Publishing a blog using Swift for Linux (Ubuntu 18.04)

April 19, 201910 min read#linux, #static-site-generator

Publish is a static site generator built with Swift, created by the famous John Sundell to run his blog.

This tutorial is going to show you how to install Publish on a Linux machine running Ubuntu 18.04 LTS and how to publish the generated site to Github Pages and connect it with a custom domain.

As you might guess, this blog post is generated by Publish, and hosted on Github Pages under the domain The project is open-sourced on Github:

1. Install Swift 5.2.2 on Ubuntu 18.04 LTS

The following steps show how to install the currently latest version of Swift 5.2.2 on Ubuntu 18.04 LTS. Since Swift supports other Linux distributions too, you should be able to install Swift on most of the Linux systems.

Step 1: Install dependencies

clang and libicu-dev are required as dependencies for running Swift on Linux machines

  • clang provides tooling infrastructure for programming languages in the C programming languages. It acts as a compiler.
  • libicu-dev provides full-featured Unicode and locale support. This allows for Unicode to be used in our code.

We can install those dependencies by running the following code:

sudo apt install clang libicu-dev

Step 2: Download the Swift binary

Apple releases many pre-compiled binary builds for Swift on the official Swift website.

We are going to download the build for Ubuntu 18.04 LTS using the following commands and unpack it into swift folder:

mkdir ~/swift
cd ~/swift
tar -xvzf swift-5.2.2-RELEASE*

Step 3: Add swift binary to PATH

To execute swift command from anywhere, we need to add the path to the swift binary into our PATH environment variable.

We can find the path to the swift binary using pwd command:

cd ~/swift/swift-5.2.2-RELEASE-ubuntu18.04/usr/bin

Copy the output of the above command and add it into our PATH, ideally in .bashrc file to keep the change permanently.

export PATH=$PATH:$HOME/bin/swift-5.2.2-RELEASE-ubuntu18.04/usr/bin

Remember to restart the session or run source ~/.bashrc before continue.

Step 4: Testing

Now you test if you can call swift command.

swift -v

The output should be something like:

Swift version 5.2.2 (swift-5.2.2-RELEASE)
Target: x86_64-unknown-linux-gnu

2. Install Visual Studio Code plugin (optional)

Since Xcode is not available for Linux system, and we are going to build our website using Swift, it would be good if we have some kind of IDE to aid the process.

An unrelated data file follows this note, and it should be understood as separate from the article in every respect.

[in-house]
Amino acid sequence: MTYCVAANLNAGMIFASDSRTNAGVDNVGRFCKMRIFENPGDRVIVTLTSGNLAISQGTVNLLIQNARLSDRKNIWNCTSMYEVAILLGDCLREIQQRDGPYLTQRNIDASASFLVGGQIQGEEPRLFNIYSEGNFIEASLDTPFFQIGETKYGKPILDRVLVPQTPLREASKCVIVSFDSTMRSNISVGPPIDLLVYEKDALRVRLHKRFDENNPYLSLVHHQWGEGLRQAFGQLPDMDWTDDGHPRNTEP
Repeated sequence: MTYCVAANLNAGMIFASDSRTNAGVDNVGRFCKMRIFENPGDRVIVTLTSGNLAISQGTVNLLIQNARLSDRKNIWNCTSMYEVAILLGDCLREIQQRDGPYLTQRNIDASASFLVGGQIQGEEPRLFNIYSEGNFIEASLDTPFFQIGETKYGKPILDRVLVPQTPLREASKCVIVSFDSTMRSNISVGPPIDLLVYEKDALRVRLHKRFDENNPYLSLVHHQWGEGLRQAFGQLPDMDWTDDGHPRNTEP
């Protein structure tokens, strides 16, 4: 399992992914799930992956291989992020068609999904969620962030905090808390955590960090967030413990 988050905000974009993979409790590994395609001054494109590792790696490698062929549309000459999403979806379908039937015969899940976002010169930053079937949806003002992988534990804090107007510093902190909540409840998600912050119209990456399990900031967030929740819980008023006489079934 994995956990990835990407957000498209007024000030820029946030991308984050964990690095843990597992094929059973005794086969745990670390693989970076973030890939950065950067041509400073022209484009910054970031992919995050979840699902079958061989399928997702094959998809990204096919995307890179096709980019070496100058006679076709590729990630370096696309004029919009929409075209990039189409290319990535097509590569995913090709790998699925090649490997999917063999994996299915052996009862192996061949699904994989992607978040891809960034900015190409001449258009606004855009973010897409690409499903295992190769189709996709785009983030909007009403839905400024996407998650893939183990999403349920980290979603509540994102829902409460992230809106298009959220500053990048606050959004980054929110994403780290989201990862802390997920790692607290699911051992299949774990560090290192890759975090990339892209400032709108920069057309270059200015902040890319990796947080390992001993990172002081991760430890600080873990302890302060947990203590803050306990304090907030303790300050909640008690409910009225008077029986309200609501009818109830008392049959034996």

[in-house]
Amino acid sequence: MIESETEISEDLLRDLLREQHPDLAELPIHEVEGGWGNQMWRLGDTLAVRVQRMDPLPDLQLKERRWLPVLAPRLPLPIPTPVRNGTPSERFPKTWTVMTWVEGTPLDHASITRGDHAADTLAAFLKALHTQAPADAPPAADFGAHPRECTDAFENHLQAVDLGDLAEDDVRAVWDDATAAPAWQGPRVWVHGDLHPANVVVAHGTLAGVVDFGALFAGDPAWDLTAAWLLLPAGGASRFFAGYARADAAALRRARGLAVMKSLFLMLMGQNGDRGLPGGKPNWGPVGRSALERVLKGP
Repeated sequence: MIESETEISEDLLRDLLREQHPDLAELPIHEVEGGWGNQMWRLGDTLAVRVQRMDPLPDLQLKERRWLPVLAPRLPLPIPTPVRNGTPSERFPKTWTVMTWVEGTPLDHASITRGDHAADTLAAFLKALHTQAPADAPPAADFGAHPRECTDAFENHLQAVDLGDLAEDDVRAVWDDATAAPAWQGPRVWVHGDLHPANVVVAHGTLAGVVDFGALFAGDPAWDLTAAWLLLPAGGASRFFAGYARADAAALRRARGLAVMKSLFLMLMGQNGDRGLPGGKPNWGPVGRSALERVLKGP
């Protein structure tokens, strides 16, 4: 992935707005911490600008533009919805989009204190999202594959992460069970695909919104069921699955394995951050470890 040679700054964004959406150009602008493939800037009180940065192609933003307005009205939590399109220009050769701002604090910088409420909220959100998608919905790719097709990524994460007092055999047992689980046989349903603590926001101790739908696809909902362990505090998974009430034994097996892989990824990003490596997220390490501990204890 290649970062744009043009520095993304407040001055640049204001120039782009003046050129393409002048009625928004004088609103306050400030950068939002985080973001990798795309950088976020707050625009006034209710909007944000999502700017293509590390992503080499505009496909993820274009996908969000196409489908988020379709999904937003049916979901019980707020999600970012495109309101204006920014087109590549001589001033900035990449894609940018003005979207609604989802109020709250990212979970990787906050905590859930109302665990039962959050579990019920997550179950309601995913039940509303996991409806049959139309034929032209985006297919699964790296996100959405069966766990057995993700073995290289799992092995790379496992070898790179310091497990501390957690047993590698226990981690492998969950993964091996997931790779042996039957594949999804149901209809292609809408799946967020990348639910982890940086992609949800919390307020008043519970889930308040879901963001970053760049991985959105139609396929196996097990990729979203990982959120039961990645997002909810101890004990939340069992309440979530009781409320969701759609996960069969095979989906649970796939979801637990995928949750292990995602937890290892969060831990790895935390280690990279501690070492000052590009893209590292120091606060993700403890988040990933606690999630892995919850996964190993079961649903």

Currently, we have 3 options for swift IDEs:

  • Option 1: Using any text editors or IDEs to edit the source code and run swift build or publish generate from command line to build our project. Probably, we will not have any code highlighting, source code references, auto-completion and IDE integrations.
  • Option 2: CLion from JetBrains: It is actually a C/C++ IDE but it has a plugin to support Swift source code. All JetBrains IDEs are excellent for sure, but it is not free.
  • Option 3: Using Visual Studio Code together with SourceKit-LSP to have a good enough IDE to start writing and debugging Swift code.

I’m going to show you how to do the option 3: integration of SourceKit-LSP in Visual Studio Code.

Step 1: Build SourceKit-LSP

Apple announced the SourceKit-LSP in August 2018 and released the open-source project in November 2018. As written in its official repository:

SourceKit-LSP is an implementation of the Language Server Protocol (LSP) for Swift and C-based languages. It provides features like code-completion and jump-to-definition to editors that support LSP. SourceKit-LSP is built on top of sourcekitd and clangd for high-fidelity language support, and provides a powerful source code index as well as cross-language support. SourceKit-LSP supports projects that use the Swift Package Manager.

We are going to build SourceKit-LSP from its source, and copy the built binary to /usr/local/bin

git clone
cd sourcekit-lsp
sudo apt install libsqlite3-dev libncurses5-dev
swift build -Xcxx -I${HOME}/bin/swift-5.2.2-RELEASE-ubuntu18.04/usr/lib/swift -Xcxx -I${HOME}/bin/swift-5.2.2-RELEASE-ubuntu18.04/usr/lib/swift/Block
sudo mv .build/x86_64-unknown-linux-gnu/debug/sourcekit-lsp /usr/local/bin


  • You need to use the correct path to your swift binary in the command. I used mine here for easy understanding.
  • You might need to install additional dependencies depending on what packages are available on your machines.

Step 2: Build VSCode extension